Taiwan Semiconductor Manufacturing Company (TSMC), the world’s largest semiconductor chip manufacturer, is facing challenges in hiring American workers due to its tough corporate culture. According to reviews on Glassdoor, current and former employees complain about grueling working conditions, long hours, and a lack of work-life balance. This has resulted in a low approval rating for TSMC’s U.S. operations on Glassdoor, making it difficult for the company to hire enough employees for its new Arizona plants. The Arizona plants are part of the U.S.’s $52 billion CHIPS Act, aimed at reshoring the semiconductor industry.

TSMC plans to invest $40 billion in building two semiconductor foundries in Arizona, seen as a game-changer in shifting critical chip supply chains back to the U.S. However, the company’s strict work culture and training requirements are turning off American employees and job candidates. TSMC prefers candidates with Ph.D. and master’s degrees, which some argue is unnecessarily high, considering the shortage of hardware-focused STEM graduates in the U.S. The company’s lower pay compared to rivals like Intel is also a concern for potential employees.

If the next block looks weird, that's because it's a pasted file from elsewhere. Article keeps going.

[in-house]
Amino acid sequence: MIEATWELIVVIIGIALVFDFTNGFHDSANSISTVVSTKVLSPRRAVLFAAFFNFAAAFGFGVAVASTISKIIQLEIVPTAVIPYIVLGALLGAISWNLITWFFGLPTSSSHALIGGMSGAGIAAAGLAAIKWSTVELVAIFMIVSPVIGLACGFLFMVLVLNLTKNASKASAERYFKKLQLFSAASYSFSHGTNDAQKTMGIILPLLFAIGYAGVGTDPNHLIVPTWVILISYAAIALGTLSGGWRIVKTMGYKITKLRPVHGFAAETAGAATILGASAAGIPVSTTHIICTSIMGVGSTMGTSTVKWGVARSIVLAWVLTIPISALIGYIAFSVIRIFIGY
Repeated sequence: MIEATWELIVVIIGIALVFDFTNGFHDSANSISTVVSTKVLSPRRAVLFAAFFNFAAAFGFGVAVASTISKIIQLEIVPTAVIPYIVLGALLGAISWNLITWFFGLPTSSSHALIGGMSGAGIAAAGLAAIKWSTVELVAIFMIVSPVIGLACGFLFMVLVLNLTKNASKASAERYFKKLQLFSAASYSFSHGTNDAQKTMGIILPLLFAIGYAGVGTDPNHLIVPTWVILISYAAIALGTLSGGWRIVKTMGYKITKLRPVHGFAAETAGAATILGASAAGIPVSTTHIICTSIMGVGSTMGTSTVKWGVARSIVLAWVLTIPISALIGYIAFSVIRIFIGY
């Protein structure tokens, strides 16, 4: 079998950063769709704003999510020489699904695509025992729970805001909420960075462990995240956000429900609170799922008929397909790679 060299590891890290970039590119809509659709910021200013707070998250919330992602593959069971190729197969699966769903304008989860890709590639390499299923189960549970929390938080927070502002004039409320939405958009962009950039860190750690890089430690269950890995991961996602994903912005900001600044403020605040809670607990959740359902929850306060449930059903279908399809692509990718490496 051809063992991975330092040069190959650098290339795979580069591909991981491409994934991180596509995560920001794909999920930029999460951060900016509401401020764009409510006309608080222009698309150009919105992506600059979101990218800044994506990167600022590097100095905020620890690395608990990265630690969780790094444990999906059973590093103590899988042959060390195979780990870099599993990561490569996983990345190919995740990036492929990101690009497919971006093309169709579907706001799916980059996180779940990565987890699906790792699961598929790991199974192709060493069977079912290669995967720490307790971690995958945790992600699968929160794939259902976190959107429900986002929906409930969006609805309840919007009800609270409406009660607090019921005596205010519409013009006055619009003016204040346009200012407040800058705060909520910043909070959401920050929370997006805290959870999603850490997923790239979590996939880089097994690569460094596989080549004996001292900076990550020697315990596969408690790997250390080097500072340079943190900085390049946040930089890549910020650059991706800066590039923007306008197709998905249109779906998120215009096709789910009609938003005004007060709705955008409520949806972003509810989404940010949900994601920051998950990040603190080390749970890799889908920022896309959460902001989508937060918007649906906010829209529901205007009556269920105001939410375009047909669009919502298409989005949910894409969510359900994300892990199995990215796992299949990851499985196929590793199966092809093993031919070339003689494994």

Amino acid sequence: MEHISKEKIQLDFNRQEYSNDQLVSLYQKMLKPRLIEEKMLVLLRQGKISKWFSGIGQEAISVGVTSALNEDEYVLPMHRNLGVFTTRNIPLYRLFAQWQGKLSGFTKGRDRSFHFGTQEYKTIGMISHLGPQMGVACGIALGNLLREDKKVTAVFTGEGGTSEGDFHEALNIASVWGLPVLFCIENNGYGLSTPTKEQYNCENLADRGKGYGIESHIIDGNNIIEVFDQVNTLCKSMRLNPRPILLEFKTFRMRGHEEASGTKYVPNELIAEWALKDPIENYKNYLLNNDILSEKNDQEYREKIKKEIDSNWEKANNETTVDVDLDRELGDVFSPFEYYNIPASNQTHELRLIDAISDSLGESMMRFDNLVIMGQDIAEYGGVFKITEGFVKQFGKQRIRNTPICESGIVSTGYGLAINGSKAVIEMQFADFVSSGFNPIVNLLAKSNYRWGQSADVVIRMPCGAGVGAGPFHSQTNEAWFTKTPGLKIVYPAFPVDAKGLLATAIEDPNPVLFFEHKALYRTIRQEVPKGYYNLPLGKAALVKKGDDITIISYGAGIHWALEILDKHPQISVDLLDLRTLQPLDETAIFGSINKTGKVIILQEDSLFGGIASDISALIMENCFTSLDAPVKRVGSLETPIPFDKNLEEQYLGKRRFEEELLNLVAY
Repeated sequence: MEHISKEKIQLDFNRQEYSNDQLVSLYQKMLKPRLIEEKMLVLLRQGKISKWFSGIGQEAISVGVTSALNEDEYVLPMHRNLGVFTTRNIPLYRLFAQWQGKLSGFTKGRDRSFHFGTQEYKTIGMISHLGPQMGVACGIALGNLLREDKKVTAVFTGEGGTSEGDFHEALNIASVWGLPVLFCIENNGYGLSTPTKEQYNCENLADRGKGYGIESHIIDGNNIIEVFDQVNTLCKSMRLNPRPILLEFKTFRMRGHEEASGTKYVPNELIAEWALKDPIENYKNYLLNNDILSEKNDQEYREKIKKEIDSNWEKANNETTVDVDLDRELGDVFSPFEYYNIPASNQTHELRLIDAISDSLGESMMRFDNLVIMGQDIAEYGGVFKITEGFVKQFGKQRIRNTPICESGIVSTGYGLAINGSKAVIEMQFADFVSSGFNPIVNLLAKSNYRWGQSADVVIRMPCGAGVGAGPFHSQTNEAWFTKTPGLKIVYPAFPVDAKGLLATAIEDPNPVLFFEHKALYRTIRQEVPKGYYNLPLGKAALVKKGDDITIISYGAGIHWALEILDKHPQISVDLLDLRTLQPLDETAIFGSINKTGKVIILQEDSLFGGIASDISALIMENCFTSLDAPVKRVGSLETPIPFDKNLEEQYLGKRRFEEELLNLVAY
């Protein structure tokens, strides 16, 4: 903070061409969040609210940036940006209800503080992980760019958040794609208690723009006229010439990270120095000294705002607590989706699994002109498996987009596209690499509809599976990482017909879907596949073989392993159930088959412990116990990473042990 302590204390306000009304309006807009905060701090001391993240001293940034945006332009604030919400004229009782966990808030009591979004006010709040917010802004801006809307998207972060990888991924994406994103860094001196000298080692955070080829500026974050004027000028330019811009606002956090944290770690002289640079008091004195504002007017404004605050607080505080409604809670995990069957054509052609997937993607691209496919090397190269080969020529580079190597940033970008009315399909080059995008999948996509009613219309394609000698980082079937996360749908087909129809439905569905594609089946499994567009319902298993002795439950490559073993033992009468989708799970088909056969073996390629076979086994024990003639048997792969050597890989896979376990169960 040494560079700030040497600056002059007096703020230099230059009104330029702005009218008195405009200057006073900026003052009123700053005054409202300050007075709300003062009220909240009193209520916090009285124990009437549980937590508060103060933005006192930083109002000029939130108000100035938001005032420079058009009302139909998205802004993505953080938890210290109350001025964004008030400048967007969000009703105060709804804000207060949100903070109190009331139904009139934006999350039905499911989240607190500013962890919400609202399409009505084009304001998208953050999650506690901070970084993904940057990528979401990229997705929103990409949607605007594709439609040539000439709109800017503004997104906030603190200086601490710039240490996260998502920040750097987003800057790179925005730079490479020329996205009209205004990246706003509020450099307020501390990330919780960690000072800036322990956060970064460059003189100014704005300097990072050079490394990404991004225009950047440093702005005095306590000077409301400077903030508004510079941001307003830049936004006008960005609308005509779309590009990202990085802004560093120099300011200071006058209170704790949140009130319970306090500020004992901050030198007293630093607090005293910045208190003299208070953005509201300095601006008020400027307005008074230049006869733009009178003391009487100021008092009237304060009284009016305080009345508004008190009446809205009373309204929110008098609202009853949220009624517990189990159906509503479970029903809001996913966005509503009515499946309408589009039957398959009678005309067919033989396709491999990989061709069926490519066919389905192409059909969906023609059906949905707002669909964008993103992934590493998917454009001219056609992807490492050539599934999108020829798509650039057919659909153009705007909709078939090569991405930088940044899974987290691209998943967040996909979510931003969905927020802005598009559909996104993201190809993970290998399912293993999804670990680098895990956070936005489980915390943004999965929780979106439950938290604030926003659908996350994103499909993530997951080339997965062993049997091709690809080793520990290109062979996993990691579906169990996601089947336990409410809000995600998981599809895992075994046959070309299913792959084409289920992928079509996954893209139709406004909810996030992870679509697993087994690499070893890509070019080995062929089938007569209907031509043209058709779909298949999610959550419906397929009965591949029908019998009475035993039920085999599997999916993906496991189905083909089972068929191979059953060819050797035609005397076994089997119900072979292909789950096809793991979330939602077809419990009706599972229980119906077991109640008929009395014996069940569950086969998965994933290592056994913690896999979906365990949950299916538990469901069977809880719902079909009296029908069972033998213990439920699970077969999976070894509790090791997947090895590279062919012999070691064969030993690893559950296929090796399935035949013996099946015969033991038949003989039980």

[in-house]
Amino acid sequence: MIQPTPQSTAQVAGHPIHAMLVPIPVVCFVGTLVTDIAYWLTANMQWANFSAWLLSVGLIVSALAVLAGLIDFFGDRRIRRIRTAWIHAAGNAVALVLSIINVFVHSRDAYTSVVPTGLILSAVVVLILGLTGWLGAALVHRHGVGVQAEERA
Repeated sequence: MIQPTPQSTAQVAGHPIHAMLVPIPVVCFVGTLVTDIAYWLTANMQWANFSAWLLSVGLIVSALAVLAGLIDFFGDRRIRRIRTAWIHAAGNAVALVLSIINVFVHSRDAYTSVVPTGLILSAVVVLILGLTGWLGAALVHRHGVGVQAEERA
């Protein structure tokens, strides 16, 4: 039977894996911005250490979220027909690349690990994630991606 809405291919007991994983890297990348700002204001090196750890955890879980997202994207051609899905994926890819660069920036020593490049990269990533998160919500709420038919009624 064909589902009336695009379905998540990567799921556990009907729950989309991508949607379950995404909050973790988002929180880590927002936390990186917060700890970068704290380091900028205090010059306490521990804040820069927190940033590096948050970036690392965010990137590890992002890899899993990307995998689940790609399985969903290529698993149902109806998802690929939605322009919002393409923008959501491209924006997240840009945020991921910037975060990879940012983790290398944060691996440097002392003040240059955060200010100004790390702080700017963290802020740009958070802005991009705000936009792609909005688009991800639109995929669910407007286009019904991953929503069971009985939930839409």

Another challenge is the requirement for new U.S.-based hires to undergo months of training in Taiwan. This overseas training, ranging from 12 to 18 months, is uncommon among TSMC’s rivals in the U.S. and has been a recruiting challenge. Some candidates were unwilling to go to Taiwan due to family strain, concerns about COVID-19, or geopolitical tensions. There have also been cultural clashes between American trainees and veteran staff in Taiwan.

To address these issues, TSMC has increased salaries globally by 20% in 2021 and is making efforts to improve work conditions and communication channels. The company is also upgrading its training facilities in Arizona to reduce the need for overseas training. However, attracting the large numbers of skilled workers needed remains a significant challenge, and TSMC must focus on developing a culture that appeals to employees and encourages them to stay.

TSMC’s decision to expand production in the U.S. faces economic challenges, such as higher production costs compared to Taiwan. However, the geopolitical value of the plan, both to the U.S. and Taiwan, in the event of a conflict with China, makes it crucial to its success.

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